The downward shift in marketing efforts by Juul Labs Inc. has led to a higher workforce reduction than projected in October, the company confirmed Tuesday.
Juul, maker of the controversial top-selling Juul electronic cigarette, is eliminating 650 jobs, or about 16% of its global workforce of 4,051.
The downsizing began Tuesday.
Media reports on Oct. 29 had Juul cutting about 500 jobs by the end of the year.
The workforce reduction is part of a restructuring aimed at reducing expenses by $1 billion in 2020.
Before Juul Labs became swept up this summer in the national vaping illness crisis, it had been adding to its work force this year at a rate of 300 per month.
“All regions (are) impacted and all employees who are impacted will receive separation packages,” the company said.
“As the vapor category undergoes a necessary reset, this reorganization will help Juul Labs focus on reducing underage use, investing in scientific research, and creating new technologies while earning a license to operate in the U.S. and around the world,” said K.C. Crosthwaite, the former Altria Group Inc. executive who took over as Juul’s chief executive Sept. 25.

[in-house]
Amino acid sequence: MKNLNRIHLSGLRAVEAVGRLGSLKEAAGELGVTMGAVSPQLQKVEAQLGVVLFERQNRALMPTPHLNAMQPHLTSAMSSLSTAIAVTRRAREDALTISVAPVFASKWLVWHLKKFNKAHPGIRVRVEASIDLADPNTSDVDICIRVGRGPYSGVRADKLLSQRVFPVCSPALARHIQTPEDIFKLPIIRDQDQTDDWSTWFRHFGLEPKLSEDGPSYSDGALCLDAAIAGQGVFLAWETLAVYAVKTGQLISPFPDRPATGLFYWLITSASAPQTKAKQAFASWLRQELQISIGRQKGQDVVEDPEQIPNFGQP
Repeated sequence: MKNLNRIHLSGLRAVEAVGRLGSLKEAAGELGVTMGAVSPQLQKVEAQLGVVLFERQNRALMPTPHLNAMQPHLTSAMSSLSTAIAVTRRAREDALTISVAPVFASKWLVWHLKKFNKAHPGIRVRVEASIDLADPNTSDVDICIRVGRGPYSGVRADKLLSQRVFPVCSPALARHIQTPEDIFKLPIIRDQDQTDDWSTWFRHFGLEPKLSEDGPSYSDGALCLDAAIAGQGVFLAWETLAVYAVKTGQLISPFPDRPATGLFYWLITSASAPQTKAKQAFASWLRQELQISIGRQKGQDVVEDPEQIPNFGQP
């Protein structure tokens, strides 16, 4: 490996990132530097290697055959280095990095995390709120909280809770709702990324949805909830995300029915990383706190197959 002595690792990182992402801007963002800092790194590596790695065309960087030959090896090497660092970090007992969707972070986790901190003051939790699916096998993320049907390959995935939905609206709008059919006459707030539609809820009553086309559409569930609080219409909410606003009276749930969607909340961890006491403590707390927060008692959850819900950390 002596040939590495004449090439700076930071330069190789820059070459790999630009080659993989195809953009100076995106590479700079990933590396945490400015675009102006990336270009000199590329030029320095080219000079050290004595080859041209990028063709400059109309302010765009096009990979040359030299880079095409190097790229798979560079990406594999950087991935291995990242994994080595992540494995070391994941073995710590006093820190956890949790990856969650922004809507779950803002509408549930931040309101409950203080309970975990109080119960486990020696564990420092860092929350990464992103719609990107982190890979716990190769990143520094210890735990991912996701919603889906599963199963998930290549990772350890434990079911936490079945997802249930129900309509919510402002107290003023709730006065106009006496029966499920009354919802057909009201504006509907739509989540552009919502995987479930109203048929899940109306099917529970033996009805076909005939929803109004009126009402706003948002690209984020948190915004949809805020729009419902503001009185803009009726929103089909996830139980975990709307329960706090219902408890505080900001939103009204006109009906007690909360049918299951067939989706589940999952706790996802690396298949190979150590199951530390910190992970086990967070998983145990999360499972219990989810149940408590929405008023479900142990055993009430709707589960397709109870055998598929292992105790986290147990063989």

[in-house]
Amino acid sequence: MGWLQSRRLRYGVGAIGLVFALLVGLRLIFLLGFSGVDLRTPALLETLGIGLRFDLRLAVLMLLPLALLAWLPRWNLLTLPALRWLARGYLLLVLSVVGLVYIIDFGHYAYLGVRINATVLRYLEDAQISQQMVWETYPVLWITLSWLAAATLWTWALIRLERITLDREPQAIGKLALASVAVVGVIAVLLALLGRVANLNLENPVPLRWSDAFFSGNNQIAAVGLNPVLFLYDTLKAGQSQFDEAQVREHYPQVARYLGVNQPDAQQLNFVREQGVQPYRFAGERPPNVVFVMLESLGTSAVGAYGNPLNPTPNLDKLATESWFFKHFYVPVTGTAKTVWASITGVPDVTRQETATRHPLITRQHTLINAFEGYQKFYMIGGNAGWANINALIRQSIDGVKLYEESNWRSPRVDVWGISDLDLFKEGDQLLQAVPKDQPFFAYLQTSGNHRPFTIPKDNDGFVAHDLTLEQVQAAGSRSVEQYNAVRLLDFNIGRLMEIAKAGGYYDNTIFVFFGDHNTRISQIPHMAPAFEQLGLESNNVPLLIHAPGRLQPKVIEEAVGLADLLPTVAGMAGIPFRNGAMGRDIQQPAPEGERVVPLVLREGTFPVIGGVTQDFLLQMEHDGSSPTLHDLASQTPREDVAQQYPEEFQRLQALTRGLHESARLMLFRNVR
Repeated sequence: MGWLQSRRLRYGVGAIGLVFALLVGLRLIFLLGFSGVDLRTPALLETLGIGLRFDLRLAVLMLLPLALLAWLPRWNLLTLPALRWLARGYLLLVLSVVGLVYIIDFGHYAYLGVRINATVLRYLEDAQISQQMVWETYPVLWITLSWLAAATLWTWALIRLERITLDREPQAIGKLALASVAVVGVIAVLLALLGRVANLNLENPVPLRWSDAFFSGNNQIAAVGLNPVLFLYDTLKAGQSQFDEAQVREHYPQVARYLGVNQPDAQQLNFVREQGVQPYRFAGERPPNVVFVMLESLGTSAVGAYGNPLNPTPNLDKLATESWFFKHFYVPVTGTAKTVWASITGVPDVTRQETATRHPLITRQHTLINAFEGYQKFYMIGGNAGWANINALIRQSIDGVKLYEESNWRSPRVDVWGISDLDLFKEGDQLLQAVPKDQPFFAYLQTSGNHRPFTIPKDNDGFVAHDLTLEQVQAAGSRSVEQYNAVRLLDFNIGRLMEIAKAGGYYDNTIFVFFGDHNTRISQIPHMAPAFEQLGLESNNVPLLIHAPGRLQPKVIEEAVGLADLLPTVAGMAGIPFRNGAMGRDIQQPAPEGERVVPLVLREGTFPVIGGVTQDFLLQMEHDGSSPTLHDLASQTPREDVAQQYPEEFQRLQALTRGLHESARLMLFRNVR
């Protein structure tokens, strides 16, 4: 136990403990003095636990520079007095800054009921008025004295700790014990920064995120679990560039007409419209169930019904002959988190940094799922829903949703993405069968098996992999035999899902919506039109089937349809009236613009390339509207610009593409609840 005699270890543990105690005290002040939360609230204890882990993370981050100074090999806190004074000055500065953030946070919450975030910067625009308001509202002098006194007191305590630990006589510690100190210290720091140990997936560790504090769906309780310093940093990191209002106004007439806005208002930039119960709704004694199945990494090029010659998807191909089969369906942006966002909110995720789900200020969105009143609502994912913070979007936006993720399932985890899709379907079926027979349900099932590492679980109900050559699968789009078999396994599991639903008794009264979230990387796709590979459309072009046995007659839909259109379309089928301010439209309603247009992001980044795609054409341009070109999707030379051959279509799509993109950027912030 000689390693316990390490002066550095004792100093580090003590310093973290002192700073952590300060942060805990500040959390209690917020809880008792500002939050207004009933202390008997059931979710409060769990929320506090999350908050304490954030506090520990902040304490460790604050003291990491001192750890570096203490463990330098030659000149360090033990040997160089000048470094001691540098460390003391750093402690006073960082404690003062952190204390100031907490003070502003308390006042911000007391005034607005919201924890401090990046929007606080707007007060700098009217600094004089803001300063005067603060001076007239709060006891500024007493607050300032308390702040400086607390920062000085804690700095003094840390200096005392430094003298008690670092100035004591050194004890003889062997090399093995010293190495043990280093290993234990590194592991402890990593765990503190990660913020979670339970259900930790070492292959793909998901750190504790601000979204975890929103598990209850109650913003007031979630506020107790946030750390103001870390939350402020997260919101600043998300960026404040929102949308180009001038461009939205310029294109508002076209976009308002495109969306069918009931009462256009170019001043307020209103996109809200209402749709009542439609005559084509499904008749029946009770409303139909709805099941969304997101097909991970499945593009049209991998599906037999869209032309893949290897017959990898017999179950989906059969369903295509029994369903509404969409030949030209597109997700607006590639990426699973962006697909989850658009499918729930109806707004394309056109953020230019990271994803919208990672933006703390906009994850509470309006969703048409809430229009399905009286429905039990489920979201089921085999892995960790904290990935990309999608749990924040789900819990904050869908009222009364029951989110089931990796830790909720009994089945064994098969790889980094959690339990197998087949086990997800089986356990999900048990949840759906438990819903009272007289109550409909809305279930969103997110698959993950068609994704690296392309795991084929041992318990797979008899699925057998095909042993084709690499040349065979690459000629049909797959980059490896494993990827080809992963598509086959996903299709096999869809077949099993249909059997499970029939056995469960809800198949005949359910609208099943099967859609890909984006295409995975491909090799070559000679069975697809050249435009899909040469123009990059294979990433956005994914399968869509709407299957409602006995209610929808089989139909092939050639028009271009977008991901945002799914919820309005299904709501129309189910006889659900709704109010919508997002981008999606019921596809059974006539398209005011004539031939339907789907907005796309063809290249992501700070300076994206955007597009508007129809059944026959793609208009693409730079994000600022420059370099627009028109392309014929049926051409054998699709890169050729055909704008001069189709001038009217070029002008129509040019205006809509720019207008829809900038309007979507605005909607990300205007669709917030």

In August, Juul said it had launched a trial market for an electronic cigarette product that can be paired with Bluetooth to help monitor usage and lock the device when not in use.
In October, Juul paused marketing efforts as regulators claimed the company was trying to push its products on teens. That followed the suspension in September of all broadcast, print and digital product advertising in the U.S. The remaining marketing team will focus on direct efforts to adult smokers.
The latest restructuring development puts more stress on Altria’s stake in Juul. Altria spent $12.8 billion in December to acquire a 35% stake, which led it to discontinue its e-cigarette production.
On Nov. 1, Altria reported in a regulatory filing taking a non-cash, pre-tax impairment charge of $4.5 billion related to its Juul ownership stake.